Your Cart
Family Run Since 2014 – Your Local Vape Shop Online

Vape Coils Explained | Need To Know

In this guide we are going to cover some of the key topics that you are going to have when it comes to vaping coils. If you want to know how to change a vape coil or what’s making it burn out quickly, we can help. Starting here

Table of Contents

Your vape coils are arguably one of the most important components in your device which can really enhance your vape experience. It can determine the flavour, inhale and amount of vapour.

Back in the early days of vaping you would just get a disposable tank which had a coil pre fitted. With this you got what you were given, no room to change it for massive clouds or a richer flavour. And we thank the vaping tech genius’ for giving us the option to change coils and even build our own.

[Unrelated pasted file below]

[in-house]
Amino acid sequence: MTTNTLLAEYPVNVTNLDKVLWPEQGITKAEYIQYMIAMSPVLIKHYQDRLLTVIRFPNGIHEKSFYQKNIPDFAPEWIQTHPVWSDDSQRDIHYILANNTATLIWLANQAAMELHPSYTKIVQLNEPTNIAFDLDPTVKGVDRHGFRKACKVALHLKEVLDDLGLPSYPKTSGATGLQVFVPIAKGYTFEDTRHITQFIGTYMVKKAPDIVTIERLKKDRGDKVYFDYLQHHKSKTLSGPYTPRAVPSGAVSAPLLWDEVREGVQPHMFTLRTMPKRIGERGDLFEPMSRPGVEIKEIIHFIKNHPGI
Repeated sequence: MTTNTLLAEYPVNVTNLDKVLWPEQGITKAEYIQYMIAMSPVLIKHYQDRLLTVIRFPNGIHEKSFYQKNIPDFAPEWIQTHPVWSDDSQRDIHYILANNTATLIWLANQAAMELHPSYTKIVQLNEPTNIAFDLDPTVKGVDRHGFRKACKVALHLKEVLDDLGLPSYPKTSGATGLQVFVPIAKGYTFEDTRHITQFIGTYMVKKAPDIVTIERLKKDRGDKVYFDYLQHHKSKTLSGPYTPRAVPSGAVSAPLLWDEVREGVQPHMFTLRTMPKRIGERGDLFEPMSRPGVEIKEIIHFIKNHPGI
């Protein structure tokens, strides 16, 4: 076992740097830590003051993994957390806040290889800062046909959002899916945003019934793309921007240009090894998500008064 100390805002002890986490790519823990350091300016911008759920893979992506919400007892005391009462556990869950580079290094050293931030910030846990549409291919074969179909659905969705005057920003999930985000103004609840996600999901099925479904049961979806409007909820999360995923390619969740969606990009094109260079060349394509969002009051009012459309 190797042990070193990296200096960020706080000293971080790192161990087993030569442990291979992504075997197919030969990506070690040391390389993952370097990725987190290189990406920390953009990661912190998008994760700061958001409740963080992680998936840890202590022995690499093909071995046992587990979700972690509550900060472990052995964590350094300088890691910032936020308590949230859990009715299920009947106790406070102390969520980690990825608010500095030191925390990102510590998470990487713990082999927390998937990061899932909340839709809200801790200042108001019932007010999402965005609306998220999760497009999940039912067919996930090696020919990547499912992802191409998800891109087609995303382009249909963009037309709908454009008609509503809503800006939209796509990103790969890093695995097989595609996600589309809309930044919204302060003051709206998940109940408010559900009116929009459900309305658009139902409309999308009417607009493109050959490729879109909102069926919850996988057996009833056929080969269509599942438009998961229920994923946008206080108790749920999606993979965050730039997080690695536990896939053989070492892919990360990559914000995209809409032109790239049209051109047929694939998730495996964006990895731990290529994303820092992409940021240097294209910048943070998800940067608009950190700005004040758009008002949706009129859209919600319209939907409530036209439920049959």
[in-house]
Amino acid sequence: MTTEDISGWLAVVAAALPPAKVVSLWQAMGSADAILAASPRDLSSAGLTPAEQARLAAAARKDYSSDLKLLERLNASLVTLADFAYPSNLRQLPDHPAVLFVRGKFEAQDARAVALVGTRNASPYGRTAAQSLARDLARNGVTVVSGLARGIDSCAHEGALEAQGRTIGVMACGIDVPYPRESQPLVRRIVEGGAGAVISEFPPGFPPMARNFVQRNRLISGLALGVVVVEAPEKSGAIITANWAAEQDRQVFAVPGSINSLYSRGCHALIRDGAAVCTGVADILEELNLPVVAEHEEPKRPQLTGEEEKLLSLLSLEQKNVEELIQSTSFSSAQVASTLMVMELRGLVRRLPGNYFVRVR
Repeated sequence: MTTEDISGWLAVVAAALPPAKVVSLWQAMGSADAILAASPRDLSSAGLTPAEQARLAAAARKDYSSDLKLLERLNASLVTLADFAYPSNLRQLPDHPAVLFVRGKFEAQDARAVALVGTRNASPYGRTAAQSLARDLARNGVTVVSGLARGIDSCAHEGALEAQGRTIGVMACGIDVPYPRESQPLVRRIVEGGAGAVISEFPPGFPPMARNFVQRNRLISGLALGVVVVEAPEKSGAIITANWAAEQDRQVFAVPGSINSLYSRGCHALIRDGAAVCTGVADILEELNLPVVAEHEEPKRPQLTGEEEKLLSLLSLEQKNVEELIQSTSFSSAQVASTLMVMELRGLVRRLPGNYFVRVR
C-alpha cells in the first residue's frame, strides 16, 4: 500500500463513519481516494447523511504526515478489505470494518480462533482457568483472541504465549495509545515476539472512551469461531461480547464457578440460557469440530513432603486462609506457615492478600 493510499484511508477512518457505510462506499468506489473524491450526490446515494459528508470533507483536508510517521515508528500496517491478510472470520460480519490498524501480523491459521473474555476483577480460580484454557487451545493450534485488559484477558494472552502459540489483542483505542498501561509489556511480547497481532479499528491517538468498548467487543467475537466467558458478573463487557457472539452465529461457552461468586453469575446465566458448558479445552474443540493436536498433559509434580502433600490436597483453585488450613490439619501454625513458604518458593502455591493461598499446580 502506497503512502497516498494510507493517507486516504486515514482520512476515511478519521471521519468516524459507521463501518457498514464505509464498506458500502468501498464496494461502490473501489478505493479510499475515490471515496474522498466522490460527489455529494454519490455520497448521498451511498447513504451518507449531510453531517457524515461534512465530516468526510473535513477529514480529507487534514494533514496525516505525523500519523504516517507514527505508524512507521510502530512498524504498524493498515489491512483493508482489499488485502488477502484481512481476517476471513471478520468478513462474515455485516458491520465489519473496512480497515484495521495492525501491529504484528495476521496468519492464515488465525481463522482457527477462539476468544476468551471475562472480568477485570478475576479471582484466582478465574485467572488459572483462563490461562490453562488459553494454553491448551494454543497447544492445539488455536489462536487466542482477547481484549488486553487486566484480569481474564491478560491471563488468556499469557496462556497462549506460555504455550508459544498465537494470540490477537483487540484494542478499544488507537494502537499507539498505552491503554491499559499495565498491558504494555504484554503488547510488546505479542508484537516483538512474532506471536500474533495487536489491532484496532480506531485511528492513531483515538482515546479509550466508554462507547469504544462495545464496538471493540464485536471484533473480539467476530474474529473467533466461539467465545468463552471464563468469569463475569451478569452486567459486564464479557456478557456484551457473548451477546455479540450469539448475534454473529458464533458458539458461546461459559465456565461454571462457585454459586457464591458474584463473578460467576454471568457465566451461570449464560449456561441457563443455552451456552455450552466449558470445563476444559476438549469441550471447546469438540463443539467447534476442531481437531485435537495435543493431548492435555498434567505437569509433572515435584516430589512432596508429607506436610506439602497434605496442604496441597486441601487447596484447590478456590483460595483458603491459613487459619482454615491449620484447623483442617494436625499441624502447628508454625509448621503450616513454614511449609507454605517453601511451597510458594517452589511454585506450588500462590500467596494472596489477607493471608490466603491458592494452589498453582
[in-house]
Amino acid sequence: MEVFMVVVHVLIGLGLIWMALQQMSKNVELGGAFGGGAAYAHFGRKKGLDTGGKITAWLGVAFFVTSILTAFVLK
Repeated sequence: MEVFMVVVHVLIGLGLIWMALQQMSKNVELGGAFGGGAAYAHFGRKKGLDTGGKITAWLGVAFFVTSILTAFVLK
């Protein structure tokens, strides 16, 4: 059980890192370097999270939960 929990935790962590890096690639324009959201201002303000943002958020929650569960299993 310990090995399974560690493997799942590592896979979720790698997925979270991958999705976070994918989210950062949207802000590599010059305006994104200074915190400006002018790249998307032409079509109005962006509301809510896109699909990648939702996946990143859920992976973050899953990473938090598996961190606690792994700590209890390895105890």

In this coils guide, I’m going to take you through all the coil chat that you need to know. We will talk rebuildables and pre built coils – to suit your RTA/RDA and your regular tanks. We take you through how to clean them and how to know when they are done.

If you are new to vaping don’t feel overwhelmed by all the chat on rebuildables. As a newbie you might be able to skim that stuff and focus on the pre built coils.

Vape coils explained

Vape coil types

There are two types of vape coil at the very top of the food chain. These are pre built coils and rebuildable coils.

Prebuilt coils

Pre built coils come already packaged. They can come out of the box and go straight in your kit (providing they’re compatible of course). Some of these coils can fit in your RDA/RTAs, while others are just suited to your box mods, starter kits and so on. Premade vape coils still have different materials and resistances, but more on that later.